“Who was on the catering crew?”
“Two waiters and a grouchy old woman who didn’t speak English. Maybe she was Russian?” He picked up another box. “The old woman drank from a bottle of vodka and refilled it with something from a smaller bottle Mr. Slezak gave her, before he took the big bottle out to the bar in the living room.”
“The mushrooms?” Lizzie asked. “Small brown slices in a wine sauce, poured over the beef fillets.”
He put another box on top of the cart. “Yeah, I saw Mr. Reilly hand one of the waiters a small plastic container. The waiter heated it up, and spooned the sauce on a piece of beef. Ms. Cooper didn’t want any meat, just vegetables. I remember the Russian woman made her a separate plate.”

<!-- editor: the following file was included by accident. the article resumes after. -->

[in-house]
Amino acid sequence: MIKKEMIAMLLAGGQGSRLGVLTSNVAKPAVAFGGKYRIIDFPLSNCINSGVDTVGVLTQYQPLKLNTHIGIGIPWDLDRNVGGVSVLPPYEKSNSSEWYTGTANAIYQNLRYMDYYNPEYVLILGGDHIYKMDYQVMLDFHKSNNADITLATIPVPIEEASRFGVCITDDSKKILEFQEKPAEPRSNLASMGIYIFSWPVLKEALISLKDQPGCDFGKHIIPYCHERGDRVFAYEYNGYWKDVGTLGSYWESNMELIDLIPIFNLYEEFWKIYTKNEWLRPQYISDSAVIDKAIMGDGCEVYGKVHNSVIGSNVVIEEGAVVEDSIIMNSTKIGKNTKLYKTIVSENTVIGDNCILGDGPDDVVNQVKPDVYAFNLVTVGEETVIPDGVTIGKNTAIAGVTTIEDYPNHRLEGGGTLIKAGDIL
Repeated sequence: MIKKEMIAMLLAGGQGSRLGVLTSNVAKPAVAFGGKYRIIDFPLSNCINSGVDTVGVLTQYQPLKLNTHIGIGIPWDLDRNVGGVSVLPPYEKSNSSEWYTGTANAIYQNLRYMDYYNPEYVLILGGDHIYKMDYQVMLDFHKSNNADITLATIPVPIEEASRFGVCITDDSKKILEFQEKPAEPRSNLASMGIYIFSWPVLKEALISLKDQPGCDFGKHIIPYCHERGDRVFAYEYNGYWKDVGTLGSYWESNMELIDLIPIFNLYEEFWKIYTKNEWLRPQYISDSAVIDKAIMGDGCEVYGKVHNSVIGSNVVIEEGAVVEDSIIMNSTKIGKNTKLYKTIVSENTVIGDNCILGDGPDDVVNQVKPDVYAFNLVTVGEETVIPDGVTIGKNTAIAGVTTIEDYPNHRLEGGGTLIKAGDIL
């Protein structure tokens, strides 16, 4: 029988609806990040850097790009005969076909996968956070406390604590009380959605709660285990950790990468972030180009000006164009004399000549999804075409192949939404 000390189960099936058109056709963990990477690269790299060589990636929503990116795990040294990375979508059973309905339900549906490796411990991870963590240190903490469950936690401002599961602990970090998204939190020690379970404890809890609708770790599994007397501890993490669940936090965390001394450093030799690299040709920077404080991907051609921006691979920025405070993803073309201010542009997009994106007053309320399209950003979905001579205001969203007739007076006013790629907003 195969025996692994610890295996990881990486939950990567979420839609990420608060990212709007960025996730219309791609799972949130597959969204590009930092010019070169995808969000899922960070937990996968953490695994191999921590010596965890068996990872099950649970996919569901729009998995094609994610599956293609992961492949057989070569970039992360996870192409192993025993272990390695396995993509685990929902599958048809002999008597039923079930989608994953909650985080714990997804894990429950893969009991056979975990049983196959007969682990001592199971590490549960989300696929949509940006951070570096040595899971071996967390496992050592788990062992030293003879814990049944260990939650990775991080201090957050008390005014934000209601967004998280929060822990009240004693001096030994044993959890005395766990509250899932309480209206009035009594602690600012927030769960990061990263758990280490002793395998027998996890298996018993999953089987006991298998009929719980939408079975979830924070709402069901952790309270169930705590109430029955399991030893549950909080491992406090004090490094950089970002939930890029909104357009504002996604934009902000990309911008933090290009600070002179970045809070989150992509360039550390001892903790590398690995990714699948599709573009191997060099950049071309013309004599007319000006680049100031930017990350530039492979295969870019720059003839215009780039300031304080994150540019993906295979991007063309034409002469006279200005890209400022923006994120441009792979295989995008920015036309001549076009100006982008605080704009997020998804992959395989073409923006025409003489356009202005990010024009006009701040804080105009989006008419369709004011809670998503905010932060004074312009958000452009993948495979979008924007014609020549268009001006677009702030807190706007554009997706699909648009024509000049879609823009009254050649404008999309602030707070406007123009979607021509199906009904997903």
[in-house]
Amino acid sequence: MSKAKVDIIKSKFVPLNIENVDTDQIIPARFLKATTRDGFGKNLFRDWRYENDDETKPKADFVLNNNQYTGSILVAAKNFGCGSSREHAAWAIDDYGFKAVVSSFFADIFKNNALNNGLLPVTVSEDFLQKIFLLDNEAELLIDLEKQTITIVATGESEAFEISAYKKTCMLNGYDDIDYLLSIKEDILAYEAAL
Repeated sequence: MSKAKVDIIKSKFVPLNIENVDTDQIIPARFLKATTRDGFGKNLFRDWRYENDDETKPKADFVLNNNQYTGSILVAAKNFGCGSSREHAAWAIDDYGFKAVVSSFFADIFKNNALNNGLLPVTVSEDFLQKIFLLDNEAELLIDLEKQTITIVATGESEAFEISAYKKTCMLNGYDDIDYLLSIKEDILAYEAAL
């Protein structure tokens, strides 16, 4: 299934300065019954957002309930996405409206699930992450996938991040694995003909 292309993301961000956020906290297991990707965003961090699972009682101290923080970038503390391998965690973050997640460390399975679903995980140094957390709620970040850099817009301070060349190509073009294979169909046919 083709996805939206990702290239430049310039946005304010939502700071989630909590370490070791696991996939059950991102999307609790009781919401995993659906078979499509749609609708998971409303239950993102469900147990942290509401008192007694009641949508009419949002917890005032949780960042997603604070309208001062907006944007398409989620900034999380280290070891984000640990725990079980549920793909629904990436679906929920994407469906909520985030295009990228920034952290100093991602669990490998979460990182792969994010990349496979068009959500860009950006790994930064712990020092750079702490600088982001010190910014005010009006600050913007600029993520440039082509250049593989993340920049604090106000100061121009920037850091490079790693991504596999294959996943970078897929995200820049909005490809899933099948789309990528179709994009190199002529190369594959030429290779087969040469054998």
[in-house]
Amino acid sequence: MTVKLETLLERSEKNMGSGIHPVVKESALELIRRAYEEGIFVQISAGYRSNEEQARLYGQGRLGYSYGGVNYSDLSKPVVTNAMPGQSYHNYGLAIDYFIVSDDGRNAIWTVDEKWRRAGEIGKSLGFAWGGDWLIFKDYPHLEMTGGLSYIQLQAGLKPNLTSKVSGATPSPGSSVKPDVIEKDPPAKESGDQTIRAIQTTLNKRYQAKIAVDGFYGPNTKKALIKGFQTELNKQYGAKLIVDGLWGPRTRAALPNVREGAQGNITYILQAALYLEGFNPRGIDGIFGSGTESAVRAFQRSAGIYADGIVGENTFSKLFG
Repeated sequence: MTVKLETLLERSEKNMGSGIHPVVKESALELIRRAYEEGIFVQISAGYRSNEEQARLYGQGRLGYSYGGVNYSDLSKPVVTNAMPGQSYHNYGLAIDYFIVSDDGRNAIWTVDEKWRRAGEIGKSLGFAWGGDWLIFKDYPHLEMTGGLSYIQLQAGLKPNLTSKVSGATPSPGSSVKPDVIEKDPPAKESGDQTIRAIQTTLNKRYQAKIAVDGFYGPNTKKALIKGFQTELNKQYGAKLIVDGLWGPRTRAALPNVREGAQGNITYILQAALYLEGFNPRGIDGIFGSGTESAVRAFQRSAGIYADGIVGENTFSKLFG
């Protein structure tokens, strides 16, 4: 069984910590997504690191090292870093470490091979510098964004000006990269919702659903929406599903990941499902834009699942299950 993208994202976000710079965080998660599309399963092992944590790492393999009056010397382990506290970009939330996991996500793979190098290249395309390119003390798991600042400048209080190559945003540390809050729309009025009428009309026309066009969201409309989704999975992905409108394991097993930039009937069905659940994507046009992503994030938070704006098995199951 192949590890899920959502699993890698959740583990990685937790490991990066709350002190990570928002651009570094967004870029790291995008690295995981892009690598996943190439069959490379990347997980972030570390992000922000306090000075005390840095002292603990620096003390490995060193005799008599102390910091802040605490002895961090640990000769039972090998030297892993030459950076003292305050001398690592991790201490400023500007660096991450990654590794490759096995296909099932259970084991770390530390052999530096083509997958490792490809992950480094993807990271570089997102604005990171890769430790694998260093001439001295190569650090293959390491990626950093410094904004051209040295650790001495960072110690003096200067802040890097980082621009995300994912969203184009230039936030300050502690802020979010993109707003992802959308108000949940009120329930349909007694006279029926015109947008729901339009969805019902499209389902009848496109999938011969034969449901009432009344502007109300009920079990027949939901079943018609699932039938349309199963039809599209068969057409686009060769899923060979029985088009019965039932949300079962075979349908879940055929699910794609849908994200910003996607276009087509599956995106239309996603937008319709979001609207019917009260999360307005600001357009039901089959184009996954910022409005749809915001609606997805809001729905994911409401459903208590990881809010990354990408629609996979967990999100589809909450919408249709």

“You’re sure the two men in the kitchen were the men you served oysters?”
“Slezak’s a lawyer. He represented some of the guys in juvie. The judge told me the third guy was Reilly.”
“And you have no idea of the waiters’ names? Or the Russian woman?”
He shook his head.
“Was Christina Cooper in the kitchen during the evening?”
“I didn’t see her.”
Bethany Schmidt arrived and escorted him to her SUV for a ride to the station.
Bethany called Lizzie the next day. “This case gets crazier by the minute. The tattooed man, Jess Fowler, is telling the truth. One of the guests, who arrived late, saw the judge hand Jess the platter of oysters.”
“You’re still looking for the Russian woman and two waiters?” Lizzie asked.
“We are, as well as the sources of the oysters, mushrooms, and vodka.”
“Perhaps Christina had proof that the three stole from her parents’ estate and was ready to make her allegations public.”
“If the three victims wanted to silence Christina, there were much easier ways to do it,” Bethany said.
“Are you thinking what I’m thinking?” Lizzie asked. “Harbison, Slezak, and Reilly each planned to kill Christina, but instead, succeeded in poisoning each other.”
“Crazier things have happened,” Bethany said. “It’s still an open case, the first, and I hope, the last for the new year.”